I remember days and days of rain. I remember our backyard turning into a small pond and the smell of wet umbrellas and raincoats in the laundry area where they were tossed on top of the washer and dryer. I remember long nights of thunderstorms. That’s what it was like growing up in California. There was a predictability to the seasons, a visible turning of time. We didn’t have the dramatic flare of east coast autumns. We didn’t have deep snow and then the thaw of Spring. But we had seasons. We depended on them. At the ranch my family used to own, inland from Malibu, the long winter grasses would blow like velvet in the wind. It was hypnotic looking across fields at the undulating green waves.

That was a long time ago. California has been drying out for a while now, but this year is the worst. People dressed in T-shirts and sandals in the middle of January have stopped saying Isn’t this weather great? Because they know it isn’t. Thousands of acres just burned; houses were destroyed, others damaged. Countless wild animals perished in the forest, dying horrible deaths in the inferno that began when three idiots started a campfire in bone dry vegetation. Governor Brown has declared this drought an emergency.

But a drought is more than just frightening facts and a dreaded future. Something deep within us needs the seasons; they ground us, they make us aware of time. The weather has a profound influence on how people treat each other, how they treat themselves, where their minds and their imaginations go. One of my earliest writing teachers said, You have to think carefully about the characters you’re developing, and of course the trajectory of the story, but don’t forget the weather. In my last two novels, the weather was significant — it influenced the story because it affected how the characters thought and behaved. In Till Human Voices Wake Us, there is a week of solid rain when the characters stay inside the house most of the time, spend concentrated hours with each other, and in that cocoon, with rain pouring down outside, things shift and change. In The Blue Hour, the fog is such an important aspect of the town of Clearoak, it’s practically a character in the novel.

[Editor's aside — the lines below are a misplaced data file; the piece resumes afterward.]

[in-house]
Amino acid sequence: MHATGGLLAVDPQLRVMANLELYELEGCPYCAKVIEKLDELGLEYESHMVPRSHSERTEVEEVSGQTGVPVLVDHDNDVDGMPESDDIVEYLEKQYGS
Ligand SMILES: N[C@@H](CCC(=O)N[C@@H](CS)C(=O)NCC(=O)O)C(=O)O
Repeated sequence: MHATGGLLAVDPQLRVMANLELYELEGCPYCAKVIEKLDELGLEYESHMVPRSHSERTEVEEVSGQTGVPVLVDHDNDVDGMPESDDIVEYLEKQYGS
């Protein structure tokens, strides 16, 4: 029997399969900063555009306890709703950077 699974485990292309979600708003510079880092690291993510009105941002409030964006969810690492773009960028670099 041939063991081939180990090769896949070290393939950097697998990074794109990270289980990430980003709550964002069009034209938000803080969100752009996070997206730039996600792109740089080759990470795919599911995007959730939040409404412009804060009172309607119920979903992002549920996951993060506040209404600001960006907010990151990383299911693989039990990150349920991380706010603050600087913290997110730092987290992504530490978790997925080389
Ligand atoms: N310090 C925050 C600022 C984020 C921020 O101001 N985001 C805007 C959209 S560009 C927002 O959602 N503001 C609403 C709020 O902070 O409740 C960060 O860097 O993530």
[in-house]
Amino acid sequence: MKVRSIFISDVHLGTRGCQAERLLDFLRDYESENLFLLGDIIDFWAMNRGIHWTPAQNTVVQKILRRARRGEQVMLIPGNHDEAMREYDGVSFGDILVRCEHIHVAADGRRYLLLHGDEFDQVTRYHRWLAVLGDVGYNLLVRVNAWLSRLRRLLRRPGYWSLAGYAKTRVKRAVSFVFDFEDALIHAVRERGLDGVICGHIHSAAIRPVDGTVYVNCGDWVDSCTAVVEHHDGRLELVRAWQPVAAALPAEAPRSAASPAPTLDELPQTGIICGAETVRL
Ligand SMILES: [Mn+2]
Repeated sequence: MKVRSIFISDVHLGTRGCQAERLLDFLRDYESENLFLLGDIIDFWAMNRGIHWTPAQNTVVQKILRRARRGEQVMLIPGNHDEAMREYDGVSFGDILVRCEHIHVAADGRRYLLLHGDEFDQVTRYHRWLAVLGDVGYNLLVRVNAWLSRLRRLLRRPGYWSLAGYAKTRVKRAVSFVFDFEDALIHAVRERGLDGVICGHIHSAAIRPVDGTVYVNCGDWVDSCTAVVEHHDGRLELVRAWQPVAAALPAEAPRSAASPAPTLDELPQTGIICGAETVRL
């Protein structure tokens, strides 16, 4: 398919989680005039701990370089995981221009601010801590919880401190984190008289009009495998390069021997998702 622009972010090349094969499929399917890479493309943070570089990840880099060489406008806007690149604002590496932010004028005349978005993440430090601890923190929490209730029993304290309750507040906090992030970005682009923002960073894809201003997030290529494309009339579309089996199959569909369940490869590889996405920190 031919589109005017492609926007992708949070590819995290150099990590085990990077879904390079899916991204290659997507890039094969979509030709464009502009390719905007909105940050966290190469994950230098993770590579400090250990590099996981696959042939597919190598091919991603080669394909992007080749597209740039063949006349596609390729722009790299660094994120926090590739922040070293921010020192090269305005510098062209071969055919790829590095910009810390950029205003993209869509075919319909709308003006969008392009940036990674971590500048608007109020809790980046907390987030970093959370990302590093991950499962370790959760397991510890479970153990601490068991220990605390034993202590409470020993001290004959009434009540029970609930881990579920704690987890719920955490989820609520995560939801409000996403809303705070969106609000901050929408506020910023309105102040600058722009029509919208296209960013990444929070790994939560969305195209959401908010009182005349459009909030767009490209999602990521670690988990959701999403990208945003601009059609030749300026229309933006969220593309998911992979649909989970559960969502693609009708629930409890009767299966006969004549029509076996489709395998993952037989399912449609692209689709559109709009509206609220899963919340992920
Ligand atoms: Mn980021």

Rain makes us slow down, reflect, go inward, spend more quiet hours. The days seem longer because the sky tells no time of day. There is something special about that. This winter in California has been like summer, and it’s jarring on a very profound level. We’re missing something essential — the respite that winter gives us, the way rain washes everything clean, sometimes even our most troubled emotions. Each morning this winter has been the same — a flat blue sky, air dry as sand, and not a cloud on the horizon. We look at the cracked dry earth and feel something inside us die. Nothing grows without water — and that includes our spirits.

One Response to WAITING FOR RAIN

  1. Russell daron says:

    So true about the impact of the weather and how it affects our emotions…I always get a great sense of relief when weather changes…so good insight!

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